11 In many cases, where the statute of repose was successfully challenged on the basis that it violated the equal protection or special law provisions, the new law drafted in response to the court s holding left plaintiffs worse off. For example, in Minnesota, the original version of the Statute of repose for improvements to real property was declared unconstitutional in Pacific Indemnity Co. v. Thompson-Yaeger, Inc., 260 N.W. 2d. 548, 55 (Minn. 1977). In response to this holding, the legislature redrafted the statute and expanded the scope of those who were covered by the statute of repose to include the owner of the property at the time of construction as well as manufacturers of component parts which were used in the construction. Based upon these changes, the Supreme Court of Minnesota determined that the new statute did not violate the equal protection clause of the state s constitution. Calder v. City of Crystal, 318 N.W. 2d. 838 (Minn. 1982). Note, however, that this new statute of repose does not bar actions against the property owner for negligent inspection or maintenance after the date the construction was completed. Sartori v. Harnischfeger Corporation, 432 N.W. 2d. 488 (Minn. 1988). 3. The Ten Year Standard For Overcoming Constitutional Barriers In many states, legislatures have responded to determinations that a statute is unconstitutional by drafting revised statutes which afford a longer period of time within which an action may be commenced. For example, in Utah, a seven year statute of repose was initially determined to violate the state s open court provision in Horton v. Goldminer s Daughter, 785 P. 2d (Utah 1989). Subsequently, the statute of repose was extended by the legislature to 12 years. This change in the timing of the statute of repose was determined by the Utah Supreme Court to satisfy the Constitutional concerns raised in its prior decisions. In Horton, the court noted that the seven year statute of repose violated the open courts provision because the likelihood that legitimate claims would be barred was high. In evaluating the new twelve year 11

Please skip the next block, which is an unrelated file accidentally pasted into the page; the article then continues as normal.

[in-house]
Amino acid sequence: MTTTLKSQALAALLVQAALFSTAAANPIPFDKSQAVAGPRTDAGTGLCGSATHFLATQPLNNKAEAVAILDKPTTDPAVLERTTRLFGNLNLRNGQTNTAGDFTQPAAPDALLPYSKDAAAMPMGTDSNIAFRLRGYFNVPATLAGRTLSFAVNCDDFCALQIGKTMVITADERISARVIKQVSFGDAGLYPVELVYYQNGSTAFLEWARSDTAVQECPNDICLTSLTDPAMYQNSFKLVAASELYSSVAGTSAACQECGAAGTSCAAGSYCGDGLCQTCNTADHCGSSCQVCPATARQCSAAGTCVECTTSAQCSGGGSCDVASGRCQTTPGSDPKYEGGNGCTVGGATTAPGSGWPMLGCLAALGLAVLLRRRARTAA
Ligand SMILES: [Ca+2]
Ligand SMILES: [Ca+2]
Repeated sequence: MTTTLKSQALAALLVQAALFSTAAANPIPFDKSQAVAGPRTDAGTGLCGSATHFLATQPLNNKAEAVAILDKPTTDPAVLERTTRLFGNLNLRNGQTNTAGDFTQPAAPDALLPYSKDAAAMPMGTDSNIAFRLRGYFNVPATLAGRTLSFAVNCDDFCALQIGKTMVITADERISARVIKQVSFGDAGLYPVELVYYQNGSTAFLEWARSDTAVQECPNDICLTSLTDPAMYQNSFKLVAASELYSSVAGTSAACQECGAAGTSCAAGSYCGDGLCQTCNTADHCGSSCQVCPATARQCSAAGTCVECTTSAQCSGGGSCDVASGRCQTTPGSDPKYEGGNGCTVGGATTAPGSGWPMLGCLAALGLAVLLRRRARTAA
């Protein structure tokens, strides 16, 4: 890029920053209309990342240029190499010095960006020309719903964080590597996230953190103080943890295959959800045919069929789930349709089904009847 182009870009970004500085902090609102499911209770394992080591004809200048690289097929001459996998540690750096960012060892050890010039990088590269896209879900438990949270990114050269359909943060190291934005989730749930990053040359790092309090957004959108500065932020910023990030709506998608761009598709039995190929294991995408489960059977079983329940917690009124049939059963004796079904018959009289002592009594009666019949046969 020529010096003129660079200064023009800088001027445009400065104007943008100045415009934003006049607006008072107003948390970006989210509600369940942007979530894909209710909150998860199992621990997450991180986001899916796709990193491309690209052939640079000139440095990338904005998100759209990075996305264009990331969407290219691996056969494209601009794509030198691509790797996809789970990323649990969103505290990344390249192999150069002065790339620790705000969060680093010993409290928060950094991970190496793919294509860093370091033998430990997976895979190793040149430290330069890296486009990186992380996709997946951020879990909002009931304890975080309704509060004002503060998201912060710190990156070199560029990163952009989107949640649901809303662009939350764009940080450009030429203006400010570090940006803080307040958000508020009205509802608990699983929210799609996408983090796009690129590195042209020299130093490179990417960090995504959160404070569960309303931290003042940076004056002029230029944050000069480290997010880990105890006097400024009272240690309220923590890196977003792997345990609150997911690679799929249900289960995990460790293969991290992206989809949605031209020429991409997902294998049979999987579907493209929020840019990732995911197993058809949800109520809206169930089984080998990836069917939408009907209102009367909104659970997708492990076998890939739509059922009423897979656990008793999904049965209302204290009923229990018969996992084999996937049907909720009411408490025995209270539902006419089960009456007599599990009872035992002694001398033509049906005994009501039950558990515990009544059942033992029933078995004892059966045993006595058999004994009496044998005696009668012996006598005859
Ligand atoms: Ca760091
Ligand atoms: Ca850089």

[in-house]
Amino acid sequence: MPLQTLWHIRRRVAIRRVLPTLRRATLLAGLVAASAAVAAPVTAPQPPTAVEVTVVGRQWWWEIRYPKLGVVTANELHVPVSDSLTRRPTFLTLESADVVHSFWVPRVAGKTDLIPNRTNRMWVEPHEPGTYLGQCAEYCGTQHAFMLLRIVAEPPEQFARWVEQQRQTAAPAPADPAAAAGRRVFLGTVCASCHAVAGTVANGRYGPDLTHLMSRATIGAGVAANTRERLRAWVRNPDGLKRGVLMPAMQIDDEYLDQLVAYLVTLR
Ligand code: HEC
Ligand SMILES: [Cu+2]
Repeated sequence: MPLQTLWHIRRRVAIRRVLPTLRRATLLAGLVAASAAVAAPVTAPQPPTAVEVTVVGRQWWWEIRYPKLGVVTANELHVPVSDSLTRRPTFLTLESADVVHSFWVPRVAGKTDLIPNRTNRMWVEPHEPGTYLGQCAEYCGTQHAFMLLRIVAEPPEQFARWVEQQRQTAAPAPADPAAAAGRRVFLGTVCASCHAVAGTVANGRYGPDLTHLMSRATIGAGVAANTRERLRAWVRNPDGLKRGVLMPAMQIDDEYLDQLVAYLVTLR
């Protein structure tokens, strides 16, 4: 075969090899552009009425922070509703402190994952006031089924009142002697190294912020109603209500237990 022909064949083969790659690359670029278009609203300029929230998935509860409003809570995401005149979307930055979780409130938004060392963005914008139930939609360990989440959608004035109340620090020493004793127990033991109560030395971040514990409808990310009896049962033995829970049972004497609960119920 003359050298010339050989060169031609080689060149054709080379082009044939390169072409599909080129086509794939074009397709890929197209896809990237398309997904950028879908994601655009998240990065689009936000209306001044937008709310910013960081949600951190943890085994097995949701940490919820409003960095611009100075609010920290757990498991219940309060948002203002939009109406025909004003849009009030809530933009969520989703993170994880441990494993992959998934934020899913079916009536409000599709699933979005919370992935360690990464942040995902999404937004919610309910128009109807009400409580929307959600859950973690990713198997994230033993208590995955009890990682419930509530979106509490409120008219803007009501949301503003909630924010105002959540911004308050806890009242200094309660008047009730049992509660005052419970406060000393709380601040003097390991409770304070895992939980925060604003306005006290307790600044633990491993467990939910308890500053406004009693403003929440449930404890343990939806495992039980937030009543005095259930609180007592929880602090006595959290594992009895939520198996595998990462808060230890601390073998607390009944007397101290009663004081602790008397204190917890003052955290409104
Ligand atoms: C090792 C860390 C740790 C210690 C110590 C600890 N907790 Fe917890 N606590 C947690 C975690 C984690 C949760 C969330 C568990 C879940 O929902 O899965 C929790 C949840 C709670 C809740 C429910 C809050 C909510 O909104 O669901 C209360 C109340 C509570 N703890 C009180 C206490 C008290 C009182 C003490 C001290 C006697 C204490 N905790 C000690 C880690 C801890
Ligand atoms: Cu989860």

12 limit, the court relied upon a study which found that less than 1% of all claims arising out of defects in construction are brought after 10 years from the date of the construction. Accepting this statistic to be correct, the court concluded that a one percent chance of injury and damage is sufficiently remote to survive an open courts challenge. Craftsman Builder s Supply, Inc. v. Butler Manufacturing Company, 974 P. 2d. 1194, 1200 (Utah 1999). This same study is also relied upon by courts in other jurisdictions, giving rise to some consensus that a statute of repose for improvements to real property which has a limit of 10 years or more is constitutionally palatable. 4. Current Status of Constitutional Challenges There are several examples of states, such as those noted above, where a statute of repose was found unconstitutional, was rewritten, and was then determined to be constitutional. With the usual qualifications that the law is constantly subject to change, the following is an attempt to describe the current status of the law in states where the statute of repose was once declared unconstitutional and was subsequently rewritten. In Alabama, the initial statute of repose was found unconstitutional in Plant v. R. L. Reid, Inc., 294 Ala. 155, 313 So. 2d. 518 (1975). After a new statute was passed, it was again found to be unconstitutional in Jackson v. Mannesmann Demag Corp., 435 So.2d 725 (Ala. 1983). Since the Jackson decision, the statute has not be re-drafted. Therefore, it is safe to conclude that Alabama does not currently have an enforceable statute of repose on the books. In the following states, the state s appellate courts have not evaluated a subsequent statute of repose since the initial statute of repose was found to be unconstitutional: Alaska - Turner Construction Company Inc. v. Scales, 752 P.2d 467 (AK 1988), Colorado - McClanhan v. The American Gilsonita Co., 494 F. Supp (D.Col. 1980), 12